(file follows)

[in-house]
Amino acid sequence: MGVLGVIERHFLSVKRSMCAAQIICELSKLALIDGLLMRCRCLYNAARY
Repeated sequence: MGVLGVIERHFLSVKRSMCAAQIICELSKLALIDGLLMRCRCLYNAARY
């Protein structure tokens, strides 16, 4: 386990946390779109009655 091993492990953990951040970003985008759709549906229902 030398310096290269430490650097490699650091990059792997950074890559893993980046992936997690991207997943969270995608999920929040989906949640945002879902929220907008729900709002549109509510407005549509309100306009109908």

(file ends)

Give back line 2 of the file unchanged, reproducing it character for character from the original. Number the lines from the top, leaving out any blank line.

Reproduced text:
Amino acid sequence: MGVLGVIERHFLSVKRSMCAAQIICELSKLALIDGLLMRCRCLYNAARY